National Herald Case: Unravelling financial cobweb

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By Rahul Kumar Dubey

New Delhi, July 29: The Congress made spectacles out of the appearances of its working president Sonia Gandhi and former party chief Rahul Gandhi before the Enforcement Directorate (RD).

In political circles, there’s a marked contrast to the probe of Gujarat’s chief minister in 2010, Narendra Modi, who appeared before the Special Investigation Team (SIT), while the BJP workers didn’t hit the streets.

When Modi exited the investigation in accordance with legal procedures, he spoke to the media and declared his desire to fully cooperate with the authorities. “The Supreme Court ordered SIT had written to me a letter in which I was asked to visit the ED personally. On March 27, today, I am here before the SIT. They had a detailed discussion with me and have asked me all the questions they intended to ask. I have said this already that laws in the constitution are Supreme and as a citizen and the Chief Minister, I am too bound by the law”.[1]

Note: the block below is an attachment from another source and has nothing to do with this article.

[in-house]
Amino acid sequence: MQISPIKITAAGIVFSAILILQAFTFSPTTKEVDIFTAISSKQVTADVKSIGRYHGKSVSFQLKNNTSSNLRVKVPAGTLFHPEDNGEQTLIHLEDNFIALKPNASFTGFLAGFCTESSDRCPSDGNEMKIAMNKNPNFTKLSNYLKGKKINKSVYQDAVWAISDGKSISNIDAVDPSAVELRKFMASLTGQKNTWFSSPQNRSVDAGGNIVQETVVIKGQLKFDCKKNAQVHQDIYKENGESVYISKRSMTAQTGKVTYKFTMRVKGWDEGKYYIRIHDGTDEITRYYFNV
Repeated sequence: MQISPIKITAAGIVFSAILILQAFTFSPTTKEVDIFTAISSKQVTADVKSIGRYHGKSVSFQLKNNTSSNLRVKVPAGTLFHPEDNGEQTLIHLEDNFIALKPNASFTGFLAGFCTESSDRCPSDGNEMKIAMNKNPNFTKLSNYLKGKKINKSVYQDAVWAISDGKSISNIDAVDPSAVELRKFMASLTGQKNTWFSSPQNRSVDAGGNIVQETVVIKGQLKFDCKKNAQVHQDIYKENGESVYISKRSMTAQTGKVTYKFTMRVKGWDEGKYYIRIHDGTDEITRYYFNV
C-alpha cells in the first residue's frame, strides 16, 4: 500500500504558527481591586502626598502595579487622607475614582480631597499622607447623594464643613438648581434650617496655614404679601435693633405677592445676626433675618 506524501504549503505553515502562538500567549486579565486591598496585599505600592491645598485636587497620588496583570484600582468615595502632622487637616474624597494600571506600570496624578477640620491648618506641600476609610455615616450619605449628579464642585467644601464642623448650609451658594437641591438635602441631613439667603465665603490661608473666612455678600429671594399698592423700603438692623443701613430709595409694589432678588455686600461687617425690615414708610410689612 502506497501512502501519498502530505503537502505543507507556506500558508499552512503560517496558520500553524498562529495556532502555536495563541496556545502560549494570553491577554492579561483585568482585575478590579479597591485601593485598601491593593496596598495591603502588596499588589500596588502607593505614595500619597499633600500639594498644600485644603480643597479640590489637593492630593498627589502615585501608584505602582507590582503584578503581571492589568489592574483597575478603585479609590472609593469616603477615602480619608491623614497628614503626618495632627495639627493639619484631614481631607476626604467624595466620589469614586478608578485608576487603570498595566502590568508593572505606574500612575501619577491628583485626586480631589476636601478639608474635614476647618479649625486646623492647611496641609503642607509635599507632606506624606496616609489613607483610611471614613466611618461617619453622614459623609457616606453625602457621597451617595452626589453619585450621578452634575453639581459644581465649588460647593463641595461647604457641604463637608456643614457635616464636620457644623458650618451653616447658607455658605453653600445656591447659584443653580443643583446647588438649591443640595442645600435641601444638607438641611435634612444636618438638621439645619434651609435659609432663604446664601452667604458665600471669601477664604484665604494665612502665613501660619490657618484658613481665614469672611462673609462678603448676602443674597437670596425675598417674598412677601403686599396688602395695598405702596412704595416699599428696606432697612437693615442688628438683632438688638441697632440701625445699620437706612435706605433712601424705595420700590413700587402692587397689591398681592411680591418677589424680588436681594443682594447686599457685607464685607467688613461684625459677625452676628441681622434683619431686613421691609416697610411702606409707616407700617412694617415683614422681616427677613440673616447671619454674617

The Congress in contrast has levelled charges of political vendetta against the BJP-led government at the Centre.

The basis for the ED case is a trial court order that gave the Income Tax Department permission to look into the operations of the National Herald newspaper and assess Sonia Gandhi and Rahul Gandhi’s involvement in the case.

The National Herald[2]

The National Herald was founded by Jawaharlal Nehru in 1938 and was published by AJL, a Section 25 corporation, which is typically a not-for-profit organisation that owns valuable real estate in prominent Indian towns. Due to a lack of funding and an overstaffing, AJL was pushed to losses and stopped publication in April 2008, post which its revenue came mostly from the sale of the many assets it owned. 5A Herald House, on Bahadurshah Zafar Marge in New Delhi, was one of its principal assets.